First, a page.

I've been reading Hatcher's Algebraic Topology, specifically the paragraph about reduced homology $\tilde{H}_*$ (for singular homology of topological spaces). Can someone please provide reasons why reduced homology is defined and studied?

I understand the following facts, which are all found in Hatcher's book :

$-$ The reduced homology of a point is $0$.

$-$ The reduced homology is the same in all degrees $*$ as the usual singular homology for pairs of spaces $(X,A)$ with $A\neq \emptyset$ : $\tilde{H}_*(X,A)= H_*(X,A)$, and in positive degrees $(*=n>0)$ for single spaces $X$ (that is when $A=\emptyset$). There is the same long exact sequence in reduced homology for a pair of spaces as in standard homology.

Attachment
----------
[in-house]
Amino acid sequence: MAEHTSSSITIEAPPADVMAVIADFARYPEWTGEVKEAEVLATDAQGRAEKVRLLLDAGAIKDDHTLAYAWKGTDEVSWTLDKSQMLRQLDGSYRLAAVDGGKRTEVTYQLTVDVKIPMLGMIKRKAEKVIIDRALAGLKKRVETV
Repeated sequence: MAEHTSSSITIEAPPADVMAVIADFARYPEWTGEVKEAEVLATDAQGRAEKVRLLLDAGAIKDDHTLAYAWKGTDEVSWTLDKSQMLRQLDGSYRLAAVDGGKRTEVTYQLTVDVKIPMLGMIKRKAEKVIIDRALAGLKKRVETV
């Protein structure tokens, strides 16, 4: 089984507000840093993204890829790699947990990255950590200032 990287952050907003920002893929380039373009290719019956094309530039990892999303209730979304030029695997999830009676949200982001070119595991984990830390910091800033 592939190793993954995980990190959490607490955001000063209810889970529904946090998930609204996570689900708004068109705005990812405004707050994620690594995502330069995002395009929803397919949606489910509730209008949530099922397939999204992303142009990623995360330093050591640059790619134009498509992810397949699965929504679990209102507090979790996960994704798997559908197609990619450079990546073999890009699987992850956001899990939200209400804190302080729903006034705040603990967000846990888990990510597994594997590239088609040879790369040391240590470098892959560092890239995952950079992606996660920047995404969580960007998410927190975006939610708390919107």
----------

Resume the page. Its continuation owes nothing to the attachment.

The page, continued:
$-$ In degree $0$, one has $\tilde{H}_*(X)\oplus\mathbb{Z}\approx H_*(X)$ (here coefficients for homology are in $\mathbb{Z}$) (EDIT : it should read $\tilde{H}_0(X)\oplus\mathbb{Z}\approx H_0(X)$)

$-$ For any space $X$, and any point $\mathrm{pt}\in X$, there is an isomorphism $\tilde{H}_*(X)\approx H_*(X,\lbrace \mathrm{pt}\rbrace)$

$-$ This in turn implies that when $A\subset U\subset X$ is such that $A$ is closed, $U$ is open, and $A$ is a strong deformation retract of $U$, then there is an exact sequence in reduced homology (that stems from an exact sequence for standard singular homology)

$$\cdots\rightarrow\tilde{H}_*(A)\rightarrow\tilde{H}_*(X)\rightarrow\tilde{H}_*(X/A)\rightarrow\cdots$$

All of this is straightforward to prove, but it doesn't tell me why reduced homology is defined and when it is used. Can someone please shed some light on this matter?